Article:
Hong Kong VI

I need to write about food in Hong Kong. 

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It's FUCKIN' expensive! 

Prior to my trip, I watched a number of Youtube videos that spoke of this but I chose not to believe them foolishly equating Hong Kong with the mainland that I visited oh, so long ago. Cities like Shanghai and Beijing had a cornucopia of delicious street food options that one could purchase with the spare change in their pocket. Hong Kong ... not so much. In fact, I can't even recall seeing a single street food vendor and prices matched - if not outright exceeded - the costly eats I've had in places like London and Paris. Prices seemed to be 3 - 4 times what I'd spend on equivalents in Canada. Thank God my hotel had a free mini bar; those Halloween-sized bags of BBQ potato chips and M&Ms sustained me.  

The difficulty of doing a quick monetary conversion in my head also played into my ignorance regarding food prices. As did absence of shared language. On my third day in the city, I passed a small traditional Chinese restaurant where a plate of beef stir-fry caught my eye. I am trying to cut back on meat but the whole presentation - with a mountain of seasoned vegetables atop a bed of noodles - really appealed to me. With all the hiking I was doing, my body would welcome the nutrition. While I do enjoy sitting in restaurants and savouring the entire experience of dining in a foreign land, the restaurant was packed and thus I ordered the dish as takeaway. Staff initially appeared to not know the price as I pointed to it, quizzically looking at each other, but finally quoted me a reasonable 60HKD (roughly $9.50 CDN). I paid and stood to the side, eventually flipping through a table menu as I waited where I observed the exact same meal listed at 35HKD. I was annoyed but chose to not say anything, considering it part of the cost of travel. But when I got back to my room and opened the container to see that it was 98% noodles, 1.5% poorly cooked beef and .5% scallions (and that's generous), I vowed to be more diligent. I feel I was given a cup of Nissin. I eventually found an Indian restaurant that had delicious biriyani and garlic naan. I visited so often that the owner knew me by the end of my trip.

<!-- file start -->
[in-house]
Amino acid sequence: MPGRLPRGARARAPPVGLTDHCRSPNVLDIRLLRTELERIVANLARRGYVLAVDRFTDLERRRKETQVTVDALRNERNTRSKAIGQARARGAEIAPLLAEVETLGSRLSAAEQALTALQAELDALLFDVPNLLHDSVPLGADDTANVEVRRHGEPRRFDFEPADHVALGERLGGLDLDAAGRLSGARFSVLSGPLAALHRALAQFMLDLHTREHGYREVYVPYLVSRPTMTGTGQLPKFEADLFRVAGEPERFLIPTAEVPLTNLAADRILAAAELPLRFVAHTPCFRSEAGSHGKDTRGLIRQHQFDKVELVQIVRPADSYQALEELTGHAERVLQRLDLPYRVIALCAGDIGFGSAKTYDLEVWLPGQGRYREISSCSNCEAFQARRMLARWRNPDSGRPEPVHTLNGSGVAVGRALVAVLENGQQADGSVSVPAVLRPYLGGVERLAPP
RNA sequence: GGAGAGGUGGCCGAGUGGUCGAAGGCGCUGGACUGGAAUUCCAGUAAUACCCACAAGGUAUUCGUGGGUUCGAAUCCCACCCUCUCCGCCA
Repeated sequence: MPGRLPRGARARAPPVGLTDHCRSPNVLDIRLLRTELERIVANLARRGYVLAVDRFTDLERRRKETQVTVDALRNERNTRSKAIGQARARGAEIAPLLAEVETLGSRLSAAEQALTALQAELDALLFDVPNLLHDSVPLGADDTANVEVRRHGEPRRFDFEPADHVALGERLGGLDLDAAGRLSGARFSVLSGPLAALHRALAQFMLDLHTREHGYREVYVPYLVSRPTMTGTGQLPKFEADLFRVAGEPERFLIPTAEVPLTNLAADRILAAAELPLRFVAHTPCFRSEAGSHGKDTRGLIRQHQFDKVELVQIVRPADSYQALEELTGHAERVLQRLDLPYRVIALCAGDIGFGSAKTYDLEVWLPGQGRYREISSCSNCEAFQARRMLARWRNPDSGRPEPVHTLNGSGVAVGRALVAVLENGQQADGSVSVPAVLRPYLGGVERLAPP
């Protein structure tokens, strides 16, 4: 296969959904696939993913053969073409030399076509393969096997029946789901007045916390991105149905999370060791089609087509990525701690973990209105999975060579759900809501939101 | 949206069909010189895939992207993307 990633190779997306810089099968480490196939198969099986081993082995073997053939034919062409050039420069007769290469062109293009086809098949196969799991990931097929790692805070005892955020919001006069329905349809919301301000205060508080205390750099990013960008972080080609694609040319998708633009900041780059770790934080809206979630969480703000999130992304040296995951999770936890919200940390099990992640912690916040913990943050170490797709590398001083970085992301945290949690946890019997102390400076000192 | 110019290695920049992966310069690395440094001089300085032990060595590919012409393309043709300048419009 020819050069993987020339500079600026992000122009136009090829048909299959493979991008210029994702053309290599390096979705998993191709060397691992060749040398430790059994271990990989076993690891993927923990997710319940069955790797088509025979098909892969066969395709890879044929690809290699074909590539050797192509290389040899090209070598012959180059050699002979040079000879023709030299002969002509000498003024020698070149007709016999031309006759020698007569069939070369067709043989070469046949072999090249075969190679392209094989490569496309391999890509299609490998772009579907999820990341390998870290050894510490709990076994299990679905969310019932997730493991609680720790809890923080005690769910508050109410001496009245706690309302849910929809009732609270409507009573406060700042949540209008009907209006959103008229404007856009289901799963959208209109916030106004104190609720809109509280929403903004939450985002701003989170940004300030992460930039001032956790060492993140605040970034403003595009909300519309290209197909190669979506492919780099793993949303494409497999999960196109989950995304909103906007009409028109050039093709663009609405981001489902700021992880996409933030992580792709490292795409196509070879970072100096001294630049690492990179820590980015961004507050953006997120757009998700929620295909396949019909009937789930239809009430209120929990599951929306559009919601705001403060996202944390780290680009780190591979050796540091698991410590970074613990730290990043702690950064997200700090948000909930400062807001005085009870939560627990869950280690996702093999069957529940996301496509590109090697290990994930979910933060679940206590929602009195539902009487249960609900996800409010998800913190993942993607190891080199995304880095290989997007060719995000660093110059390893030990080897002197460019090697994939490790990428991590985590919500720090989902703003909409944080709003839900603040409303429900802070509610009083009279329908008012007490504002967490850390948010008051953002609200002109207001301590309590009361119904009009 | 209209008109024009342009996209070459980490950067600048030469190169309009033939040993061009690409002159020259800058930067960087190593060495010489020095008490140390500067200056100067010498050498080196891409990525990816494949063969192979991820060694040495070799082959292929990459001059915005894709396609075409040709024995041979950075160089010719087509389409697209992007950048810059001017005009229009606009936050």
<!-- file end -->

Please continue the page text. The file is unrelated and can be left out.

The most sticker shock I received though was at a supermarket in the IFC Mall. Now that I'm learning how to cook, the main souvenirs I wanted to purchase for myself included a number of ingredients that aren't readily available back home. Like pickled sakura cherry blossoms. Didn't know I wanted them, and have no idea what I'm going to do with them, but I now have some in my pantry. I could have walked around this store for hours studying the packaging and thinking up recipes that may or may not be edible when I finished. After filling my basket with a few obscure baking items and small snacks, I made my way to the register where the total caused me to gulp: 752HKD (roughly $120.00 CDN). If purchased in Canada, at our most expensive grocery, I don't feel it would have topped $30. 

As for the item pictured above? That is "suckling pig" and will set you back roughly $30 CDN.  

 My pickled sakura blossoms.

My pickled sakura blossoms.